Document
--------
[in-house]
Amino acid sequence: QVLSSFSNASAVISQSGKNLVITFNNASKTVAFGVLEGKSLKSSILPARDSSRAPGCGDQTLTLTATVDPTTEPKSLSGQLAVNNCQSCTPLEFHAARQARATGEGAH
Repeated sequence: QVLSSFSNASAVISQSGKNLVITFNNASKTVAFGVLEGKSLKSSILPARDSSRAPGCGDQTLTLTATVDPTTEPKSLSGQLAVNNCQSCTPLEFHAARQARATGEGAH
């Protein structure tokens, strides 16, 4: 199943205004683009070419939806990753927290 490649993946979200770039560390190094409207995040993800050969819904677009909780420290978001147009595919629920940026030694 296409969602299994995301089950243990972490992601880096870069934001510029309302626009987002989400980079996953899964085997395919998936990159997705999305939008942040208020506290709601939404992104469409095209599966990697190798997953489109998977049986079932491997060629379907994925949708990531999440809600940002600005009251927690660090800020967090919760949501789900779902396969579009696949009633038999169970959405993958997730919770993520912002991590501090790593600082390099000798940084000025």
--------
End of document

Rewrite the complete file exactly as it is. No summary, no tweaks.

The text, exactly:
[in-house]
Amino acid sequence: QVLSSFSNASAVISQSGKNLVITFNNASKTVAFGVLEGKSLKSSILPARDSSRAPGCGDQTLTLTATVDPTTEPKSLSGQLAVNNCQSCTPLEFHAARQARATGEGAH
Repeated sequence: QVLSSFSNASAVISQSGKNLVITFNNASKTVAFGVLEGKSLKSSILPARDSSRAPGCGDQTLTLTATVDPTTEPKSLSGQLAVNNCQSCTPLEFHAARQARATGEGAH
């Protein structure tokens, strides 16, 4: 199943205004683009070419939806990753927290 490649993946979200770039560390190094409207995040993800050969819904677009909780420290978001147009595919629920940026030694 296409969602299994995301089950243990972490992601880096870069934001510029309302626009987002989400980079996953899964085997395919998936990159997705999305939008942040208020506290709601939404992104469409095209599966990697190798997953489109998977049986079932491997060629379907994925949708990531999440809600940002600005009251927690660090800020967090919760949501789900779902396969579009696949009633038999169970959405993958997730919770993520912002991590501090790593600082390099000798940084000025």